15. This is a very fine specimen. What is interesting is that it looks like the lug holes are drilled out to accept fat bars; what do you think? Do 19mm fat bars exist? http://chronocentric.com/forums/chronotrader/index.cgi?page=1;md=read;id=60736
  16. I recently lost the pearl of my cartel Tudor Black Bay. so I ordered a bezel insert from Helenarou. Color is slightly different depending on light angle. Snaps right in. I didn't even need Hypo Cement or anything. Just wanted to let you know as I myself like to find this kind of information.
  17. It's here, Just released the Tudor Heritage Black Bay in Bronze Trusty has them, not sure whom else does at this time, but this should be popular... http://www.ttw8488.com/index.php?main_page=product_info&cPath=352&products_id=14986
  18. Quite satisfied with my first build. Case needs some work and I am waiting for the bracelet but I like where this is going.
  19. I am trying to make a ranger that is very accurate. My only missing piece is a minute hand that is 10.5 - 11 mm long like in the pic below. Do you know where I can find one? A submariner one goes up to the chapter ring.
  20. Hello friends of fine watchmaking, My Tudor 7016 is now ready and I want to introduce here. I hope you enjoy it! I have used the following parts: Cartel Case (completely revised). Case-Back Engraving by JMB. Athaya 700 Crown and Tube. ETA 2451 (the base calibre for the Tudor 2483) with a GEN Tudor assembly and rotor. Phong dial and hands (relumet). Phong vintage Insert. WSO Tropic 19 Plexi. And now the pictures:
  21. Hi there, I have finally finished my ranger project and I am getting a little fogging under the crystal when washing dishes. I am wondering if there is moisture still in there from when I cleaned the threads for a new case tube with alcohol/ water. Anyway, the crystal is a Clark 25-123 and wasn't a very tight fit in the first place. I sealed it with crystal cement. The case is a Yuki 74000. Is there a better fitting crystal I should be using? Is there a chart with the measurements of the different crystals?
  22. Hi everyone, First time post after a while lurking, can't rate the place highly enough. Been looking for a rep Tudor Black Bay Black but wanted to ask those of you who have bought any reps a few questions I've seen many versions on the black bay going all the way to v4. But these only seem to apply to those carrying the red bezel (beautiful but not to my taste). Has anybody here bought a black bay black they would recommend? And how does it compare to the various "v2/3/4" red versions? Any one willing to share pictures or emails of dealers you purchased them from would be really appreciated! Thanks guys
  23. Hi fellow watch druggies. I would like to share with you my project - The Tudor 7032 Monte Carlo. Ive been gathering the parts for some time but now I feel that I would like to focus om making this watch to a reality. Im still missing a lot of parts but scavenging the interwebs for parts is part of this hobby right? These are the parts Ive got: 1. DW Tudor 7032 Sterile Case 2. DW Tudor 7032 Dial 3. Gen NOS Rolex T-128 crystal 4. Classic Watch Parts (Michael Young) centre seconds/chrono hand. This was bought in a group buy on RWG a couple of years ago and has also been repainted by the janeto for a closer match to gen. One of a kind (5 total I believe?). 5. Yuki hour and minute hands. 6. 1 Subdial Hand, also purchased through a group buy. Unfortunately Ive managed to get just one hand, will try to get a second one, otherwise I will have to use Yukis. 7. 702 Crown. Im not sure but I think its Athayas crown. Sourcing a gen 700 would be nice. 8. Gen tudor Clasp. The parts that Im missing: 7734 Movement Datewheel. It feels that getting the correct datewheel is impossible. Ive been in contact with a member who said that he could etch a datewheel but I have not heard anything more about this. Second correct subdial hand. Bracelet. Not sure what bracelet is the correct one. Endlinks The Mods that I would like to do are: Send the Dial and hands to Big dazza for relume and aging. Engrave the case between the lugs. Make the caseback engraving deeper. Try to engrave the movenent bridge. Not sure if anyone has tried it. Send the watch for case aging and assembly to a modder due to my bad temper when assembling small parts together. Here are some images of the parts:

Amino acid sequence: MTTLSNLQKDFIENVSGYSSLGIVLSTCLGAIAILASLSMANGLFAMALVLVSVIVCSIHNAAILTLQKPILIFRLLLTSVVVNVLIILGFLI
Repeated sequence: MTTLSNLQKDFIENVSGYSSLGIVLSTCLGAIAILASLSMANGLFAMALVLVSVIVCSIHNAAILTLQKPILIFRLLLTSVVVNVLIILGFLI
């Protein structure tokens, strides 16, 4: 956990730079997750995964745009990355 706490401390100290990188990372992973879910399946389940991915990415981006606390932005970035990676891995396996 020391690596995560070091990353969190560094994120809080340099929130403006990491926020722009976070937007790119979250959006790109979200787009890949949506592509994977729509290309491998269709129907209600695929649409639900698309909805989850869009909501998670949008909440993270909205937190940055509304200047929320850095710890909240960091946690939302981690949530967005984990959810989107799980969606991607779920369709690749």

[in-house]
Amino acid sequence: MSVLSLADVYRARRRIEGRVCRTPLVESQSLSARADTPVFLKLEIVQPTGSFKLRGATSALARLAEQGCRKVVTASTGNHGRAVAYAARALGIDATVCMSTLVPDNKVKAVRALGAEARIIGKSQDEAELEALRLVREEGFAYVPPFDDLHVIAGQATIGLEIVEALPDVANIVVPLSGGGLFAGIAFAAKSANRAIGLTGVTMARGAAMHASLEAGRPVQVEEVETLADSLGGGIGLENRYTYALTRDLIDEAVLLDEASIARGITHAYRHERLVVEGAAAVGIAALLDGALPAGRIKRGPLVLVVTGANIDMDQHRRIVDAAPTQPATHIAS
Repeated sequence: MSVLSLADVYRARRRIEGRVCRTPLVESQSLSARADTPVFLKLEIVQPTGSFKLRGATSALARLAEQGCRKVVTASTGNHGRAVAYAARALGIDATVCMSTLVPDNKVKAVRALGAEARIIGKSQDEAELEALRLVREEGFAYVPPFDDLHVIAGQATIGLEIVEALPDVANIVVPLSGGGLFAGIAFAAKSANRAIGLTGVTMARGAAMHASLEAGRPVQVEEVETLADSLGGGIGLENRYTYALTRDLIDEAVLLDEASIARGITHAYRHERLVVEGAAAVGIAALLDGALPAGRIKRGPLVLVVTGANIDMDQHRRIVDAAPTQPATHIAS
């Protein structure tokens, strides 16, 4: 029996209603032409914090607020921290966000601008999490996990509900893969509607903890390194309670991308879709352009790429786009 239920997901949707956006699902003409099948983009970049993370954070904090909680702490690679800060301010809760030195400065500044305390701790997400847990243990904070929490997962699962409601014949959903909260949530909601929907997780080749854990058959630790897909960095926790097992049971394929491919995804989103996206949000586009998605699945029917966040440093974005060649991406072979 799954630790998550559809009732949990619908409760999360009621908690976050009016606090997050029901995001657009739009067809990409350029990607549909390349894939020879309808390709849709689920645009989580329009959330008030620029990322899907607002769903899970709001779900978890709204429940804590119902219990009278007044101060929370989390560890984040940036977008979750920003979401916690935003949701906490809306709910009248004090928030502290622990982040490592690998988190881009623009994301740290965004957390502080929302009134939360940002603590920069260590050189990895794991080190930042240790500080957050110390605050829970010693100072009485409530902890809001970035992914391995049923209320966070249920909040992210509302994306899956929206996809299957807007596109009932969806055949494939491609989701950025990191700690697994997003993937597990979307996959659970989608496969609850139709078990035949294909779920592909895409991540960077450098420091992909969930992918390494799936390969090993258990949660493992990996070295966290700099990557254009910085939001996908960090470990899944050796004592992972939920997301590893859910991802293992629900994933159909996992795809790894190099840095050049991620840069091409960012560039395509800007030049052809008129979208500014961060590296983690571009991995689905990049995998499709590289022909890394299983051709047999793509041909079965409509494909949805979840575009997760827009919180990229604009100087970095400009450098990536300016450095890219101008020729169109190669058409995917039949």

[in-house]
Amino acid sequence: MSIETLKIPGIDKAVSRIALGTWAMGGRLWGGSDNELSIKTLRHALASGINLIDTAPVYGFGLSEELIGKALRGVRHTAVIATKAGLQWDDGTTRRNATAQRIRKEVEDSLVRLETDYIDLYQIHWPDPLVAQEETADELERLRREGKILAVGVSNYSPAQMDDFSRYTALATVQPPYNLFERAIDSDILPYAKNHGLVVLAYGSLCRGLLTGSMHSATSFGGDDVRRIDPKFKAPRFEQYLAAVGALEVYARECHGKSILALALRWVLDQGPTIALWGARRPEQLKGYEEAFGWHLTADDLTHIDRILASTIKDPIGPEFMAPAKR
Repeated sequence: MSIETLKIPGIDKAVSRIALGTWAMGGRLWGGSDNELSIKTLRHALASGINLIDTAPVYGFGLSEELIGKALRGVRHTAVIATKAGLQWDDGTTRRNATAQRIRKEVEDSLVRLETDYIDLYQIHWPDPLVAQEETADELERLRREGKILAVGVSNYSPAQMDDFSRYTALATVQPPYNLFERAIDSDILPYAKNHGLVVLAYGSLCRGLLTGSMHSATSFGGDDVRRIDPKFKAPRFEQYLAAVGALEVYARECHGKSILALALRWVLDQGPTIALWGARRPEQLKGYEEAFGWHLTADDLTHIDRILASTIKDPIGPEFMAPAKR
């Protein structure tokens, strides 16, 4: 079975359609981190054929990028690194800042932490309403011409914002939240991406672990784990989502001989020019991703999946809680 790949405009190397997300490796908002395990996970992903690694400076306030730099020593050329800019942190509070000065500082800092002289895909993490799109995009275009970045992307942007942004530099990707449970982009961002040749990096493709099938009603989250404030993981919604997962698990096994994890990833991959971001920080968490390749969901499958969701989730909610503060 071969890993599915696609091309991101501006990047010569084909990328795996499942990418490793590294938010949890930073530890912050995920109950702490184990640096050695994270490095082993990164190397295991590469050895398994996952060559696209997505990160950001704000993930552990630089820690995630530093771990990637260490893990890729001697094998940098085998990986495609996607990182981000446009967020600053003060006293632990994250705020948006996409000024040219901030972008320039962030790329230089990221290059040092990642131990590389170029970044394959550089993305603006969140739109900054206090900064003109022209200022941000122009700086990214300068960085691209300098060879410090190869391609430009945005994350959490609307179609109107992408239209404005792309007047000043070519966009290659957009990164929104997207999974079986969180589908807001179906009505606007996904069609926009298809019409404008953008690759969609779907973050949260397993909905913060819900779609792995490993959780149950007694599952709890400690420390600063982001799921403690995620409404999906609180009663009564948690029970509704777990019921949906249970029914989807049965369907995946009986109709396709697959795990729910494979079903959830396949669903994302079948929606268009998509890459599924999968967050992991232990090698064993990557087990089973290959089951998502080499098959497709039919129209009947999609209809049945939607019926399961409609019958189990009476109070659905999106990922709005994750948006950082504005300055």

24. About a year ago, I bought something from someone on ebay which started me on a journey… I think I bought a strap or something equally mundane but the seller asked if I would be interested in any other watch related parts as he was selling some stuff from his late father who was a watch enthusiast, collector and amateur, but skilled watch smith. One of the many things he offered me was “an old broken Tudor watch”. When I got the bad pictures the case wear looked good, the dial was a very poor copy which was worrying, the crown was not in the movement and the case was “not openable” so it was not possible to know what the movement was or if it worked, if the tube was good or the crown itself. He was selling it “as is” but it came with a bracelet that appeared to be a gen early pre 7206 rivet which could be correct to the case. It was fairly cheap, not super cheap but I thought in the worst case the bracelet alone should almost make me my money back. This is what I got… A very early PCG Tudor GIlt Sub... everything seems to be gen, the crown, tube, super domed plexi, case, caseback, insert (prob a later one), the bezel had a bad repair when I took it off but it appears to be gen (but I am not 100% sure there) and not only was the movement a gen 390 but it runs perfectly and even the hands appear to be gen gilt period, all be it lumed very very badly. The dial however was trash… so I started a hunt for an early gen gilt Tudor dial. After months of looking and WTBs I gave up on the gilt dial, I considered buying a rep… only Phong and MQ make decent ones, with MQ being the only real really close “true gilt” one but even that has inaccuracies and was something like 800USD. A few weeks ago I managed to find another early Tudor dial with great patina. Not correct to this watch but I figure a gen dial is far better in this case than a rep one. (debate begins on that point). Here are some pics which were a joy to take… the dirt, the wear, the little repairs, the honesty in the case is really nice to see. If anyone has any clues on those case back engravings (military?) please let me know. I hope you enjoy them... Case Case back Bezel Dial So the build begins…
  25. I've just bought a genuine Tudor Tiger. It's been through the wars a bit, it has a aftermarket bracelet and the pawnshop owner was a bit too vigorous with his polishing. But I paid under the odds so I'm happy. I'd like to get it back to the original (or as close as possible). Some of these models (79280) came with the sharkskin strap, polished lugs and an endlink which was matt/polished/matt. Some came with matt lugs, a jubilee style bracelet and a matt/polished/matt/polished/matt endlink. My questions are Do I need the endlinks to attach a strap? Or will a curved end strap fit? I've read somewhere that you need curved spring bars for a strap on this watch. Is that correct? Where would I find the end links? Where would I find a strap? Where would I find a bracelet/deployment that's not gonna break the bank (replica?) Help me out guys. R